“I don’t know how he did it – maybe his contract was over, or maybe he did something for them to discharge him. But this is why it wasn’t a complete lie, and why he had all the uniforms and respective gear.” Melanie replied. “As for the second part of your question – I was just about to explain. You wonder where the money came from, how did I know about his death when it happened in Florida, how did I know about Chloe and Kara… You won’t be surprised to learn that he did have a back-up plan in case something unexpected like this happened. He did not put any of us as his emergency contact – it was his mother they called first. Then she told the hospital to call you, and then she called me and confessed everything.”
“His mother is alive?!” I couldn’t believe my ears. “I don’t even know why I’ve just exclaimed as an actress from a soap opera. I shouldn’t be surprised by anything by now.”
“Yes, she very much is. For me and Valerie she has always been nana Jo, but I guess for his ‘other lives” to work he couldn’t risk getting her involved. And you’ve probably guessed correctly already – the money is hers.”
“Sneaky bastard!” Chloe laughed.
“And this woman calls herself a mother, raising and acting as an accomplice to a son like that?” I was furious.
“I don’t know if it was all that bad.” Melanie suggested feebly. “When he was with us, he was the best father and husband, when he was with you he seems to have managed to get that perfect family – the one with an impeccable wife and two healthy intelligent kids, and as to why he needed Chloe, I don’t know, maybe he missed his younger self, a less burdensome time, or maybe he wanted to have a second try at having a baby girl… In any case none of us felt unloved, neglected or bad while we were in those relationships. We only felt cheated once we knew.”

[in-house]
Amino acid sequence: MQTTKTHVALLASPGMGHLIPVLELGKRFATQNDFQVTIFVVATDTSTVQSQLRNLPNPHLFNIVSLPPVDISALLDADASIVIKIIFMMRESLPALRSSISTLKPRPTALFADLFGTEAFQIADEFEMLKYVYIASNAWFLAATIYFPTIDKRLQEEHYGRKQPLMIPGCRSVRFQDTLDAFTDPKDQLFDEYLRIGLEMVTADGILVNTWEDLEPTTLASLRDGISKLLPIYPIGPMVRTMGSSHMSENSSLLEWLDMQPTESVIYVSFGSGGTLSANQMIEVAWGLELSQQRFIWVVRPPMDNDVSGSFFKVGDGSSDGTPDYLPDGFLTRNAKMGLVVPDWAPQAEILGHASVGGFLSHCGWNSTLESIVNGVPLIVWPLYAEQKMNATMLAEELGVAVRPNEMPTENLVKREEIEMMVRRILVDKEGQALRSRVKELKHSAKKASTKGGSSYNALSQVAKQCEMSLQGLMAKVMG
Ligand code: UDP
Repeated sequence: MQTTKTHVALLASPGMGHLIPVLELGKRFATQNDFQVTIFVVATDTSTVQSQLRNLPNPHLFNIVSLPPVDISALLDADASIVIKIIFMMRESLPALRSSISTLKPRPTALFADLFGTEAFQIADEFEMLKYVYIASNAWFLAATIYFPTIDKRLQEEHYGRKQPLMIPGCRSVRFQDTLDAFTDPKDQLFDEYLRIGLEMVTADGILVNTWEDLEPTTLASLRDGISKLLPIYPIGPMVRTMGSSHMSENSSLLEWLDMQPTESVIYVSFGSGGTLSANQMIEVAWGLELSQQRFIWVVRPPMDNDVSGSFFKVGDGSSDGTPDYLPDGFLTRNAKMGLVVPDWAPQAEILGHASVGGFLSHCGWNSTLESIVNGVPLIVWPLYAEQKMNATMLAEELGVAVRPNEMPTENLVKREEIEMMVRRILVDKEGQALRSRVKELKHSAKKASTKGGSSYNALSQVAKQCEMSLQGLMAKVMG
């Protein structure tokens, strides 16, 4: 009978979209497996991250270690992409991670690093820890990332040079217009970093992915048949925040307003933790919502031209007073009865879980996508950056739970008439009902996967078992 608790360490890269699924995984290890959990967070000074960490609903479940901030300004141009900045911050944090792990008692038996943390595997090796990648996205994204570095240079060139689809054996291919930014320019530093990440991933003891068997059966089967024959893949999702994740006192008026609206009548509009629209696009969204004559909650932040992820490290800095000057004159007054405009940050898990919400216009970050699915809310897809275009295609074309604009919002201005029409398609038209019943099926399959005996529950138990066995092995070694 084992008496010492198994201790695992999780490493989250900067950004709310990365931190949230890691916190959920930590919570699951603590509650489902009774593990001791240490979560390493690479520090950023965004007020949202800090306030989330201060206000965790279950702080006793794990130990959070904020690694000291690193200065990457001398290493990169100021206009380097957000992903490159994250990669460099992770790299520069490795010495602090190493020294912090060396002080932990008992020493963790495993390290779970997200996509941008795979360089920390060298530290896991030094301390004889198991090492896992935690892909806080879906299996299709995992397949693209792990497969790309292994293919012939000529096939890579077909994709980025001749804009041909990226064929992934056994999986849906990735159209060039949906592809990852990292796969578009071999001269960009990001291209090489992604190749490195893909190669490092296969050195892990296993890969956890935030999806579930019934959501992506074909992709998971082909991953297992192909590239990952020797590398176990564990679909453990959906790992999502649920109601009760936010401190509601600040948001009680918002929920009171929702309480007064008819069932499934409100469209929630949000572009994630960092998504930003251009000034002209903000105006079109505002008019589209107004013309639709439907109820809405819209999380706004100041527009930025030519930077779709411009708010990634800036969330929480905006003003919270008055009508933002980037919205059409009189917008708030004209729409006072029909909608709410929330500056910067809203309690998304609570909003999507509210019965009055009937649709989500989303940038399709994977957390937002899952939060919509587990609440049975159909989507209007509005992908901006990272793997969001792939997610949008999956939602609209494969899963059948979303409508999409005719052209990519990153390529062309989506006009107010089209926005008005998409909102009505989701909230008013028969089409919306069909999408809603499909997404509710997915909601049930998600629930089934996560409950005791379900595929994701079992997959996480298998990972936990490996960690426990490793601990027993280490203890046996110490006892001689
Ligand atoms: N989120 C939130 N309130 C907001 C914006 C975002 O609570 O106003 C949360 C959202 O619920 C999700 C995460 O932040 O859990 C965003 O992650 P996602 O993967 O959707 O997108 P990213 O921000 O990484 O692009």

“Melanie, that’s the whole point.” I interrupted her. “Don’t you see what this means – it means that none of it was real! We were all living in a dream world created by a man… and his mother!”
“Maybe you’re right. Or you could be reacting a bit hastily. What do you have to gain from hating the dead? I prefer to let it go and have a clean start. There are plenty of good memories to hang on to. And a man might be dead, but beyond the mess he left he also left us with two nice extended families, which I would love to get to know, if you are willing too.”
Melanie was a saint of a woman. She was the one that had it worse than anyone, and yet she was so fast to forgive and forget. Maybe it wasn’t such a bad idea getting to know her more. While I was wondering what to say, she cleared her throat, “Ermm, if you forgive me, I also took the liberty to invite someone else to our meeting. Someone who really needs to make amends…”
It seemed as if she had just given a signal because the doorbell rang this very moment. I looked inquisitively at Melanie before getting up and going to open the door. Before me stood a tiny old woman, her whole face wrinkled, her back a bit hunched over. However, she was very smartly dressed, had her hair done, and her fingers, clutched around the handle of a sturdy wooden cane, were adorned with all kinds of precious stones.
“Hello,” I greeted her. “Let me guess… You must be nana Jo?”
The woman crumbled to the ground and broke down in tears, “Forgive me... I loved him so much…”